Rosa Alice Branco
Rosa Alice Branco
Rosa Alice Branco is the prizewinning author of Cattle of the Lord, translated by Alexis Levitin. She is one of today’s premier Portuguese-language poets, with over ten collections of poems translated and published around the world. The English translations of her work, developed in collaboration with renowned translator Alexis Levitin, have been featured in New European Poets and dozens of magazines and journals in the United States, including The New England Review, Prairie Schooner, and Words Without Borders. Branco has received the Espiral Maior Poetry Prize for Best Collection in Brazil, Portugal, Angola, and Galicia. Originally from Aviero, she now lives in Porto, where she is a Professor of the Theory of Perception at the city’s Institute of Art and Design.
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Books by Rosa Alice Branco
Author Q & A
How does living in Porto influence your work? How do you bring Portuguese culture into your poetry?
My life is made of rocks, sand, and sea. My words are made by the waves that bathe the old city. Deliberately or not, my poems allow me to hear the soundscape of Porto, the walk of those who pass the street, their intimate yearnings. All poems are born from mother earth, and they become vagabonds, forgotten of the roots in order to better fly. Even in their flight, the roots are, somewhere, written in invisible ink. [Read more at Portuguese American Journal]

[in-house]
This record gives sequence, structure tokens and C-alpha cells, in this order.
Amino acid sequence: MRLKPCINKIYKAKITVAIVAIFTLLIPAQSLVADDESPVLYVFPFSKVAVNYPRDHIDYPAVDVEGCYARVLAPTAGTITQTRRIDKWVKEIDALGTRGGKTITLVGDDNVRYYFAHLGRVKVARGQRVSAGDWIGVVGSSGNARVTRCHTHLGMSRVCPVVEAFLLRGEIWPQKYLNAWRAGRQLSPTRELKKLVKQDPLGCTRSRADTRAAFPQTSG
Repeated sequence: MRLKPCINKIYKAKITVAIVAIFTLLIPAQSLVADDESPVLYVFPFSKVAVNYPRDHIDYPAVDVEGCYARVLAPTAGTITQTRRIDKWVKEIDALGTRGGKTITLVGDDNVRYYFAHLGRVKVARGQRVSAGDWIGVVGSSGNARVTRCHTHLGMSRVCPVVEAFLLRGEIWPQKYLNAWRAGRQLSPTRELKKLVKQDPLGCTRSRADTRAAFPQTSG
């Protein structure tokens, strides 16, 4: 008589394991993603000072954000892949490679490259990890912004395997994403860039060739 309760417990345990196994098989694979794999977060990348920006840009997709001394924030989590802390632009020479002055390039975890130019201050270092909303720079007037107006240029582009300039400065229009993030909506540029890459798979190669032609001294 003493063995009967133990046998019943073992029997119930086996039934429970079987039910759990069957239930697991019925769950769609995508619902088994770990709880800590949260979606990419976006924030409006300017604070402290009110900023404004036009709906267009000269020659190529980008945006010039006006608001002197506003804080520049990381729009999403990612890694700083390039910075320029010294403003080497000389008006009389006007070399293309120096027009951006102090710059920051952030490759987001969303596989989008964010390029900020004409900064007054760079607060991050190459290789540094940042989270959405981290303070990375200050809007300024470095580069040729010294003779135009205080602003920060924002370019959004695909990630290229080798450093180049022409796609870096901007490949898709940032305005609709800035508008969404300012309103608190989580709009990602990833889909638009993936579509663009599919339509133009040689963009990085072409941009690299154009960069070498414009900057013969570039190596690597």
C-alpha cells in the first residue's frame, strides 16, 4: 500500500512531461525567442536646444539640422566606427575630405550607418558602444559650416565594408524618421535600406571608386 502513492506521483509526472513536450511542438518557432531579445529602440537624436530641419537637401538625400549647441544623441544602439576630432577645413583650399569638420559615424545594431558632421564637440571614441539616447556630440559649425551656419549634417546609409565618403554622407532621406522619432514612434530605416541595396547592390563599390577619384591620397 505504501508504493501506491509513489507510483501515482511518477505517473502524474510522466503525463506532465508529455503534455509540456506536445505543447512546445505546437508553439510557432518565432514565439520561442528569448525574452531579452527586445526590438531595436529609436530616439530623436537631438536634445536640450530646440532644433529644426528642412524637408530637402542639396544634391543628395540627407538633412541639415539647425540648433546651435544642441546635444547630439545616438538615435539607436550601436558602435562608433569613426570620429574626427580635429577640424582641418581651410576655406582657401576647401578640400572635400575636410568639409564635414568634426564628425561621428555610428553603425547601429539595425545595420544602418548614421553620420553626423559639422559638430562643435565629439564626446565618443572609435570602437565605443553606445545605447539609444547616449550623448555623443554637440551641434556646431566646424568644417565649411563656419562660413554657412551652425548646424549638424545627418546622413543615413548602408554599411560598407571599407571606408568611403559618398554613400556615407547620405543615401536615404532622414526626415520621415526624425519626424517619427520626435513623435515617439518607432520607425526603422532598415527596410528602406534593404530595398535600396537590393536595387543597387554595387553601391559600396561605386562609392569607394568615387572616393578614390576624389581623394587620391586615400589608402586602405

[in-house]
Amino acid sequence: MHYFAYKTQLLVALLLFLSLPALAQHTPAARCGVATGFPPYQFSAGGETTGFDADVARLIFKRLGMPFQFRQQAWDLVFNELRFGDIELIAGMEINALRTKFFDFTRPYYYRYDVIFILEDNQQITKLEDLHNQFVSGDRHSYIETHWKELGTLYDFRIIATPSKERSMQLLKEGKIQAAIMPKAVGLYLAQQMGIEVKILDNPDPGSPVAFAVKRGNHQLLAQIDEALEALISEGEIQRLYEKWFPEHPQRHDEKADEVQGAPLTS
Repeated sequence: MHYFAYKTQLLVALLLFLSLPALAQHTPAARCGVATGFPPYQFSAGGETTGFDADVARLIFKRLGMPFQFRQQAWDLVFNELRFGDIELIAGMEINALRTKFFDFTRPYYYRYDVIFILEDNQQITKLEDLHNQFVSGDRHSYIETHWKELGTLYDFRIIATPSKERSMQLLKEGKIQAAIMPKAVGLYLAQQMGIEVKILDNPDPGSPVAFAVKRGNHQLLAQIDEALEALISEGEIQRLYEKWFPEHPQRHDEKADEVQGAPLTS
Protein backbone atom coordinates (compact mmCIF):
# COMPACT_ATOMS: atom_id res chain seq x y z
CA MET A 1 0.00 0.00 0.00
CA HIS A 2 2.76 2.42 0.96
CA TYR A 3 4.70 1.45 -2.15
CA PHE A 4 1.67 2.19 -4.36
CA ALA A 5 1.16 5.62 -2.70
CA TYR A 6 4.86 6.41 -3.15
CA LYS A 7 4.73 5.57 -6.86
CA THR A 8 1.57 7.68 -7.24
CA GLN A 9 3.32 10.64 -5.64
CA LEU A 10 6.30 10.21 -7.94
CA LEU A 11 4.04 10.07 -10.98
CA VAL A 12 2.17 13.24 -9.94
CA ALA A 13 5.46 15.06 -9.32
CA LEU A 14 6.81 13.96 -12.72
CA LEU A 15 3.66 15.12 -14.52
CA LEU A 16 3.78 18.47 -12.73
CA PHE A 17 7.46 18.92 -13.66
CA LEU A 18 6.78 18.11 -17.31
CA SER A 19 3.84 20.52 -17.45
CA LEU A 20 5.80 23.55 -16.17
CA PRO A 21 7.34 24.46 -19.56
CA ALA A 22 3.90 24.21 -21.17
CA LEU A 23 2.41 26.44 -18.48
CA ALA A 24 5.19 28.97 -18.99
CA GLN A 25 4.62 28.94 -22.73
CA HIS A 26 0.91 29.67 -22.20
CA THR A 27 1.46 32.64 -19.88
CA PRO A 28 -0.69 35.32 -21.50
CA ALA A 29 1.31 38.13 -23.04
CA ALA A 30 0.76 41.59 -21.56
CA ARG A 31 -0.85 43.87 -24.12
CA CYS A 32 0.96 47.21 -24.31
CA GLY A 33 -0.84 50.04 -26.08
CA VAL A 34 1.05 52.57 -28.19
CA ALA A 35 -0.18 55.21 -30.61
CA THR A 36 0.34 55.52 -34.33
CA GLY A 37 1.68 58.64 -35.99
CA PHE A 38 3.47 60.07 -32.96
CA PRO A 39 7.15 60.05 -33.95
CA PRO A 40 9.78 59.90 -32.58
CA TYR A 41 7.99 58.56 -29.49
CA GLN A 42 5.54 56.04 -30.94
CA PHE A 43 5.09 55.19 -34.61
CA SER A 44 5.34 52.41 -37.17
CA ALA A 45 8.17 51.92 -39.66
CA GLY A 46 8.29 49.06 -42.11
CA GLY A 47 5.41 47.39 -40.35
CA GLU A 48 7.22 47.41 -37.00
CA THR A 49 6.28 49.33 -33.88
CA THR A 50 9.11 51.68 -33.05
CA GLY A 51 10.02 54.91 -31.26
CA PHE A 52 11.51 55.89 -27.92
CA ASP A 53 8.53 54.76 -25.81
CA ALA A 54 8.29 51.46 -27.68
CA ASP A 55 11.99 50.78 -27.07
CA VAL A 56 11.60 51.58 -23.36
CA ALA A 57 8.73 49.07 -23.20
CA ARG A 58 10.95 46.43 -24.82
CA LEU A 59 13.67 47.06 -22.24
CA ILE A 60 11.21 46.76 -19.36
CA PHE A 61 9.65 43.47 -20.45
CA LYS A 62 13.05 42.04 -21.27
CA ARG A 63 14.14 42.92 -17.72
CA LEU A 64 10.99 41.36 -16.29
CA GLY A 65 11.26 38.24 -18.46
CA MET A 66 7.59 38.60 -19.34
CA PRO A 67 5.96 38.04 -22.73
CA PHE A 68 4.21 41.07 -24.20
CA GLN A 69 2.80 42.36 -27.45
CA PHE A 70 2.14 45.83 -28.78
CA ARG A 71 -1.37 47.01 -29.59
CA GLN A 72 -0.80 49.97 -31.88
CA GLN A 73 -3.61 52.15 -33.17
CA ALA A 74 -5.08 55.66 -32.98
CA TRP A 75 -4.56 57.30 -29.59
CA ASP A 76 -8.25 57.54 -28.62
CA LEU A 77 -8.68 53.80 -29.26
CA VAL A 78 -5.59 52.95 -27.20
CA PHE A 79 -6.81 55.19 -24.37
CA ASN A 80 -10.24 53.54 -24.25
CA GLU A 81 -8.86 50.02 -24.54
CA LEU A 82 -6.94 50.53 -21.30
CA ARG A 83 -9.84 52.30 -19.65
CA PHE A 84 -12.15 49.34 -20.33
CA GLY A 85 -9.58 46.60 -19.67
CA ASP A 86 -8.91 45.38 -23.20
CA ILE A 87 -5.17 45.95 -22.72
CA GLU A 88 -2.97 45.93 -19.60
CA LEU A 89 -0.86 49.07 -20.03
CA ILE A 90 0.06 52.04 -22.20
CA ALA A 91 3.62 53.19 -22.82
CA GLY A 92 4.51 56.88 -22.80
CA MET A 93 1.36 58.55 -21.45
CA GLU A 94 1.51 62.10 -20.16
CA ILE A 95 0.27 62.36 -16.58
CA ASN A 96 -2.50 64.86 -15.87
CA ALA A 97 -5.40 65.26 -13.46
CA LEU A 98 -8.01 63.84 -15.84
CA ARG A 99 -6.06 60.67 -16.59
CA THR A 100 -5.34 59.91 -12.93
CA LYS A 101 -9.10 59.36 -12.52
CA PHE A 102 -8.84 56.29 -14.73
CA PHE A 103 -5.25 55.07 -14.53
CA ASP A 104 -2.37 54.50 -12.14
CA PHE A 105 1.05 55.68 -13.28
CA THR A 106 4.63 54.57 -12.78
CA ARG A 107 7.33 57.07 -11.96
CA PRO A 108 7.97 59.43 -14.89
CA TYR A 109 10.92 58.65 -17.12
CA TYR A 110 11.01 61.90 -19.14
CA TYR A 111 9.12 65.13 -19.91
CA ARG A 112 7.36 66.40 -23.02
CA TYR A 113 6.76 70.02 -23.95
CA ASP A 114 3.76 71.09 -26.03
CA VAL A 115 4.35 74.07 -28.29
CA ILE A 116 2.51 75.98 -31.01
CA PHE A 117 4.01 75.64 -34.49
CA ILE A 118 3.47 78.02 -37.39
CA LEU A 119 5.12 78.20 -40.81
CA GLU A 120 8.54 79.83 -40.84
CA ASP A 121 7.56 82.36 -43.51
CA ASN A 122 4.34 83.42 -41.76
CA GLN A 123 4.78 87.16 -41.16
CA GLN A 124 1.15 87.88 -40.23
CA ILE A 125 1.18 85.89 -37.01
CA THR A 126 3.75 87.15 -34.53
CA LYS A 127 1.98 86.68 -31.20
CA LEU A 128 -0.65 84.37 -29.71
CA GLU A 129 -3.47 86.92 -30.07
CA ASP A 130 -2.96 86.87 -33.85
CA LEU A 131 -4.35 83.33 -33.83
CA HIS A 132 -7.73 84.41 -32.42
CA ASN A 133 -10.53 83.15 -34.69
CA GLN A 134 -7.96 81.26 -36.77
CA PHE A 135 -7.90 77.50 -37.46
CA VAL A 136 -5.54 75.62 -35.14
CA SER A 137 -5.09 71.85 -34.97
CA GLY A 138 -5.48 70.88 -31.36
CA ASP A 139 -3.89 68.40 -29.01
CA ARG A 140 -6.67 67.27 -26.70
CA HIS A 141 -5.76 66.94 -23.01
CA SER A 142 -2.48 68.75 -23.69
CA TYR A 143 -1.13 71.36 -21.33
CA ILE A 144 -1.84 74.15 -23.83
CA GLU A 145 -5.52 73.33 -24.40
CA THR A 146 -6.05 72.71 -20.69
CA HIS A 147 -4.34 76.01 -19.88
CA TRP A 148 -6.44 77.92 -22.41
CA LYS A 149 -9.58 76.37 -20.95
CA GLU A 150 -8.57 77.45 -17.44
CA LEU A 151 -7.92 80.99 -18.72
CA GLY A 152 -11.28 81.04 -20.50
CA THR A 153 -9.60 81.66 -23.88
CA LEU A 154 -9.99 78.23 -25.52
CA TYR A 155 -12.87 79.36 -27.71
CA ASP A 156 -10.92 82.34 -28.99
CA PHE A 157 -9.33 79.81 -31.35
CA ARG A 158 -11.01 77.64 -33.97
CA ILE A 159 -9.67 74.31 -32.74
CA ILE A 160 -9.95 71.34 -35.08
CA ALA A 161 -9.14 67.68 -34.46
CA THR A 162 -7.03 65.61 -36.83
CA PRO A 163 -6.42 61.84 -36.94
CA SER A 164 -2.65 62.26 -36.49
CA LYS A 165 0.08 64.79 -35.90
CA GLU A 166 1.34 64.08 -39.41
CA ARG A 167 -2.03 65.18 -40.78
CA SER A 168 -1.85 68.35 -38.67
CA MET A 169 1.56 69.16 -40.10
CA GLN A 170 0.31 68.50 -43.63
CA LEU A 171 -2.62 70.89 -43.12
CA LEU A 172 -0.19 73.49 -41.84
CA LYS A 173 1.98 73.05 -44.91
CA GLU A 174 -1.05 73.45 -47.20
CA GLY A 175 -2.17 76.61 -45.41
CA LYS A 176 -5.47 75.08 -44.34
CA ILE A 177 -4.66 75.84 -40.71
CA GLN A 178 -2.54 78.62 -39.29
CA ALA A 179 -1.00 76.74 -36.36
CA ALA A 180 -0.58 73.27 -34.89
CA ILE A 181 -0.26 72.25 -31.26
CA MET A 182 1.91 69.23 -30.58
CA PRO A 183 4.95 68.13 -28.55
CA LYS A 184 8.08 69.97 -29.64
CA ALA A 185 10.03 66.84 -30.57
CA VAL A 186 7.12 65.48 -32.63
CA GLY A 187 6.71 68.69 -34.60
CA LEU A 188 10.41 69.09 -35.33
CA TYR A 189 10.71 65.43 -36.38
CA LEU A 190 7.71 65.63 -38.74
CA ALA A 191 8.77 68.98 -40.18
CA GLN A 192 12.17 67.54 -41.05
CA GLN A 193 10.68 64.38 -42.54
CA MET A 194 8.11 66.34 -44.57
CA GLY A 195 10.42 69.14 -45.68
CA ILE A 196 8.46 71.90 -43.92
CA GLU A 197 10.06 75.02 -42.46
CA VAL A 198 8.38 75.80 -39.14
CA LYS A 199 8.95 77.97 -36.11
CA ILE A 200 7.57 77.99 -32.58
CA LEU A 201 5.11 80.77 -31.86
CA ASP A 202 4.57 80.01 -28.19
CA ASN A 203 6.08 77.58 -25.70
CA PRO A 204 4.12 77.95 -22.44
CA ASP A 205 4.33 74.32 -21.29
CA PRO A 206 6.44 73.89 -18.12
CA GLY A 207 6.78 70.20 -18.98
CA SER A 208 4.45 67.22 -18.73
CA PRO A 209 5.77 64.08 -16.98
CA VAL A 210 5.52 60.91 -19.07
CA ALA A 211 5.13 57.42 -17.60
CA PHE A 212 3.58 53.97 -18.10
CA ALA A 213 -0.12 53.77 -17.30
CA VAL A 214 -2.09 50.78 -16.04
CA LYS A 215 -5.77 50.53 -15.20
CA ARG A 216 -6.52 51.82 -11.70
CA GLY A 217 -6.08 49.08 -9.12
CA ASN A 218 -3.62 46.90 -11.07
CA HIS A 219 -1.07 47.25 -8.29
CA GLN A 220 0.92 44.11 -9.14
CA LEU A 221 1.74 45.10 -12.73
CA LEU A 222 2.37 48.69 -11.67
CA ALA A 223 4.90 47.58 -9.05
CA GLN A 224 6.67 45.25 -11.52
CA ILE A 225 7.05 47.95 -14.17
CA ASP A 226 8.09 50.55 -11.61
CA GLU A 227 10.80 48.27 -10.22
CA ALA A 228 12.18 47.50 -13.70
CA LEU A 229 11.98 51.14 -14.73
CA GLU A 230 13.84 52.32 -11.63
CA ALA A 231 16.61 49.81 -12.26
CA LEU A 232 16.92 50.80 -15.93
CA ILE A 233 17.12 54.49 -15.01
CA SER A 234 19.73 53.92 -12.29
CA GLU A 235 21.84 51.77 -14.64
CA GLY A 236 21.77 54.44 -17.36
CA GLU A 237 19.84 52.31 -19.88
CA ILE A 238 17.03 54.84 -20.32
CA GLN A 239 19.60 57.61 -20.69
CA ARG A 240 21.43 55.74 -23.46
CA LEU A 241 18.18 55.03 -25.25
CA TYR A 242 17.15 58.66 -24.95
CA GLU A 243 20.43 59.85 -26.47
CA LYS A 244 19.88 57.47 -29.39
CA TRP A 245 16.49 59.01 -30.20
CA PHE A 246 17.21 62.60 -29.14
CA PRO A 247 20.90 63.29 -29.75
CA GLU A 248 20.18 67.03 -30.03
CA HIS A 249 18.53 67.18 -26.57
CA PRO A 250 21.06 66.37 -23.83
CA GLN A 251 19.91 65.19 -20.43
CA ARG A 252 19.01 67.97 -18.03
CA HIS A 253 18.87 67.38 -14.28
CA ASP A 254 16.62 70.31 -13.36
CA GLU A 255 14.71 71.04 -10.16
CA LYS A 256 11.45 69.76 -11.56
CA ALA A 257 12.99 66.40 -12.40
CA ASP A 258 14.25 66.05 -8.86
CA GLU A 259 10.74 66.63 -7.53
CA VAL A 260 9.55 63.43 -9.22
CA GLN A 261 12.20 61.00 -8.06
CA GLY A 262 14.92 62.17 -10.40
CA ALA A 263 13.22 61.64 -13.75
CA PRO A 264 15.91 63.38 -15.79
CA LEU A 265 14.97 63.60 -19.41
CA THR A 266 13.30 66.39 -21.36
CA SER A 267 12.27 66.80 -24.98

Do you write in English and Portuguese? Or primarily in Portuguese?
For me, writing poetry requires a particular self-intimacy that allows me to travel from the words to the collective breath of the world. In the poem, the meaning has sound. But the visceral sound which will overflow into the poem springs from us and extends itself along the words we hear, say and write, from the emotion of each intonation, from the fabric of the joyful and anguished cry. A poem is our language adrift which encounters the indivisible home of sound and meaning. [Read more at Portuguese American Journal]
Your work is powerful, close up. It takes its strength from your magnifying glass, showing a scene. How do you decide which elements of the narrative to bring to light?
The most essential element I bring to light when I’m working on the poem is the rhythm which must be in rigorous accord with the rhythm of my body. This is one of the reasons why Alexis Levitin is such a good translator. He has a precise notion of the poetic rhythm of each poet and of my rhythm, of course, when he’s translating me. He enters the rhythm of the poems, which leaves me euphoric. Each language gives a rhythm to my poems that creates a diapason with the poem in the original language. But this miracle only occurs with excellent translations. [Read more at Portuguese American Journal]
Who are your influences, both in Portugal and outside of the Portuguese language?
The truth is that I’ve read so much since I first learned how to read – my parents’ library granted me access to both Portuguese and foreign literature – that I don’t think I’ve interiorized one or other specific source. My poetry is influenced by cinematographic narrative – maybe because my father is a film maker, and I’m still so passionate about cinema – and by the problems I stumble upon, should they be related to science, philosophy or everyday life. Still, these ingredients are trans-mutated in the course of poetic writing, erasing the traces that lie in its origins. Irony too is a constant element of my poetry, which is also influenced by the humorous perspective present in my vision of life. I can nevertheless point some of the foreign poets I most appreciate, not considering the consensual classics: Wallace Stevens, Oliverio Girondo, Edmond Jabès, Carlos Drummond de Andrade Charles Tomlinson, John Ashbery. [Read more at Poetry Parnassus]